Emotional Impact: The critics keep coming back to the fact that there’s not much joy in Joy. Perhaps they went into the movie thinking it was supposed to be a heartwarming comedy, but it’s not. It’s a depressing, often tear-inducing look at just how hard it is to be successful when everything seems to be working against you. I won’t go into the movie in too much detail, but there were some scenes that were heartbreaking to watch. The movie handles the cruelty of family and fate especially well. Other moments, like the time when Joy first meets her ex-husband, are delightful to watch, and the most famous scene, which by now has inspired many gifs, of J-Law in the “snow” is delicately beautiful. To call it a “dramedy” is to create expectations: the laughs are few and mostly inspired by her odd family.It’s not a joyful movie, and if you go into it expecting to be happy, you’ll be disappointed. But the movie has small, perfect moments of joy, and that’s enough. Besides, it’s not called Joy because it’s about joy! That’s her name! How can multiple critics make such an obtuse comment?
Weaknesses of the movie
Narrative Devices: The critics are right when it comes to the movie’s unevenness. David O. Russell is a fan of the cheapest trick in the book: narration. And it’s horribly used here, as the story is ostensibly told by Joy’s grandmother, even when she dies. Joy is determined enough on her own, we don’t need the push of a loving grandmother, and we don’t need her narration either. Additionally, starting the movie in Joy’s childhood came off as cliche. It’s so hard to find good child actors and it’s even harder to make them say lines in a believable manner. The young Joy doesn’t deserve a minute of screen time, and certainly not the five-ten minutes she gets. I would have cut the childhood scenes and especially the opening of the movie, which was just straight footage from a fake soap-opera. Focusing more on Joy’s successes and less on her uninspired childhood would’ve been to the film’s benefit.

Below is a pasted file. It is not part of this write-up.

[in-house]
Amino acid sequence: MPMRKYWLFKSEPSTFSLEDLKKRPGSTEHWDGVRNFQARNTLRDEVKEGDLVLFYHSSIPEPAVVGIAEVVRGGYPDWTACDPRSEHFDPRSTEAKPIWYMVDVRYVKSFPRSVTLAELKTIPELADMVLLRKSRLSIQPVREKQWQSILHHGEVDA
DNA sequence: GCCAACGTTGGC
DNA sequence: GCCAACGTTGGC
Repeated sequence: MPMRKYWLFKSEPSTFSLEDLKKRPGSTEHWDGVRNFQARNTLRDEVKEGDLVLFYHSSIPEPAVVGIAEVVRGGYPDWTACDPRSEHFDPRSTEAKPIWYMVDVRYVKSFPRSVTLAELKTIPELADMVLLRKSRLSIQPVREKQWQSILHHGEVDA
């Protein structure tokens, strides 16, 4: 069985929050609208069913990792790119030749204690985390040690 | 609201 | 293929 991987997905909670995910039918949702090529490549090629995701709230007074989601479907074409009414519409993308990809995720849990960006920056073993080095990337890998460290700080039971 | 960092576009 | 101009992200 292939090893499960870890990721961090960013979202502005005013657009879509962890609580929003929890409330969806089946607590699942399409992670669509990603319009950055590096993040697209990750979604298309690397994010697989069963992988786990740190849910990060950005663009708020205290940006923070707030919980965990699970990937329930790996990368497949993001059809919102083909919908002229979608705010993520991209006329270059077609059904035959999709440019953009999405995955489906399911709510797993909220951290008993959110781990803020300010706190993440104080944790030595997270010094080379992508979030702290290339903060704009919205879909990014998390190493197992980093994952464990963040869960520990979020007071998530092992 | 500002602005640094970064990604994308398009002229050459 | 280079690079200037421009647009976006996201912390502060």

The marketing: I wasn’t sure what Joy was about until I actually saw it. This is unusual in this day and age, where trailers usually over-explain every detail of the film. I didn’t even know that she had invented a new kind of mop until the very scene where she invents it. While the trailer for Joy makes the film seem like some sort of redemption story, they also make it seem like it’s a family comedy and it’s not in any way. The audience goes into movies with expectations partially fueled by trailers. Advertising a “joyful” movie is bound to make people dislike it when it turns out not to be so joyful.
Bradley Cooper: This is also a consequence of bad marketing, but from the trailers, it seems like J-Law and Cooper are both in starring roles. He’s barely in the movie and when he is, it’s as an important but generic executive character. He’s charismatic, sure, and he and J-Law have chemistry, but I feel like David O. Russell included him only because of the strange working relationship all three of them have. I guess David O. Russell can’t make a movie without both of those two in it.
Lily’s Final Consensus: While Joy has some ill-fitting moments, the entertaining source material and high-caliber performances make it one of David O. Russell’s best films in recent years. It’s certainly better than American Hustle. Score: 89.534 % (because math is dumb)